Sidney “Sid” Meier was born in Sarnia, Ontario, Canada.
Information as to the details of Meier’s childhood is unavailable. I can’t even find if he grew up in Sarnia or elsewhere, let alone his religious background.
However, we do know that Meier is a devout Lutheran and attends the Faith Evangelical Lutheran Church in Cockysville, Maryland. In fact, this is where Meier met his second and current wife and they both sing in the church choir there.1
It is worth noting that Meier is sometimes referred to as the father of “God games,”2 because his popular computer games allow the user to control entire nations, cultures, armies, kings, etc. Furthermore, his games contain elements of religion, built into the gameplay. This began with his hit game, Civilization IV, in which characters adopt and even evangelize the world’s major religions. It is a feature that has made the game popular and acceptable to religious parents.3
In terms of Meier’s personal political affiliations, there is nothing to be found. However, again examining his work, there are strong political elements and aspects of economic/social ideology. In the Civilization series, players can choose to run their simulated societies based on various socio-philosophical ideologies, including Communist, Democratic, Free Market, Feudalist, Monarchical, etc. (My source here is that I’m a huge fan of these games and have logged hundreds of hours playing them.)
Interestingly, adopting a particular ideology results in various consequences within the game. For example, choosing to have a communist society results in lower rates of production while having a Democratic society results in war weariness and the tendency for social disruption. It’s clearly something Meier and his fellow game developers have put a lot of thought into. But some evidence suggests this isn’t Meier’s doing. When asked if he had a formal background in history, he replied that he did not, and said:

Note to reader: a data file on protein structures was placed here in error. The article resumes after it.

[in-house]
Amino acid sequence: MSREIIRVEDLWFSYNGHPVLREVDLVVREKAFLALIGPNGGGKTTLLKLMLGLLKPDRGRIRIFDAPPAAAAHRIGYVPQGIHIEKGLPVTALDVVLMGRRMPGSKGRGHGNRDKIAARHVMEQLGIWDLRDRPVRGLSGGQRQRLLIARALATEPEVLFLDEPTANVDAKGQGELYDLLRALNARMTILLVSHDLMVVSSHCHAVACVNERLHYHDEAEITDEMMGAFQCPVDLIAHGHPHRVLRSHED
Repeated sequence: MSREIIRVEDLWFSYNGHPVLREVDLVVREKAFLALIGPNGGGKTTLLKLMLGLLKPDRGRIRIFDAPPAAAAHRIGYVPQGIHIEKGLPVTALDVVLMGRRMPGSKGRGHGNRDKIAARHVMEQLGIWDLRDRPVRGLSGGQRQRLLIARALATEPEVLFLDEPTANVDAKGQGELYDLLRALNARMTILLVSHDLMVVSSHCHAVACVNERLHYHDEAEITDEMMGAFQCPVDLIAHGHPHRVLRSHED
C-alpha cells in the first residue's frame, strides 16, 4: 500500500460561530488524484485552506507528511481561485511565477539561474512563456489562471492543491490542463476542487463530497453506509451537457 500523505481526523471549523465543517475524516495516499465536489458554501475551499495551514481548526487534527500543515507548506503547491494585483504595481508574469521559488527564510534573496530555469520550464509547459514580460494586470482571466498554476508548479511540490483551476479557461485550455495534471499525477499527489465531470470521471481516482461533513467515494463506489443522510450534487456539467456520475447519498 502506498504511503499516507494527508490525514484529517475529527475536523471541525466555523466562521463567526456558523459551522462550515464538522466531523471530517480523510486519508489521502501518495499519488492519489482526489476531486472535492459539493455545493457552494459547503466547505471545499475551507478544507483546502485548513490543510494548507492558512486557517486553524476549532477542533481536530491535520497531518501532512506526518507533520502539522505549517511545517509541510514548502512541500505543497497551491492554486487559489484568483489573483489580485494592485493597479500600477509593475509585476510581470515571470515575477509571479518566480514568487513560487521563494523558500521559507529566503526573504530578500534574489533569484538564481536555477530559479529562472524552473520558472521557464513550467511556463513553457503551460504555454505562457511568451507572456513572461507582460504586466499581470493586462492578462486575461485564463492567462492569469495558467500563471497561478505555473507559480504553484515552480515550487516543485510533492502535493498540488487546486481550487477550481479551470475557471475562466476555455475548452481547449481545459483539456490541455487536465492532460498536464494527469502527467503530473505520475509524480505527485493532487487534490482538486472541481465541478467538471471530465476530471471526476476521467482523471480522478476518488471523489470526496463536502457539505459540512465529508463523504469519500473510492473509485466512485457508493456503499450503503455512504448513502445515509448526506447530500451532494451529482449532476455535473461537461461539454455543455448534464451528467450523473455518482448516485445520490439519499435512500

We do some historical research but it is not the starting point for a game. We want people to be able to start the game already knowing enough to play. After they play for a while we might introduce a new idea and they might be interested in learning more about that but we want people to feel they are immediately making progress and they are at home in the new world.4
Meier is not a celebrity in the traditional sense, so his interviews and comments tend away from his personal thoughts and beliefs. But, if we’ve missed something, readers, do let us know in the comments.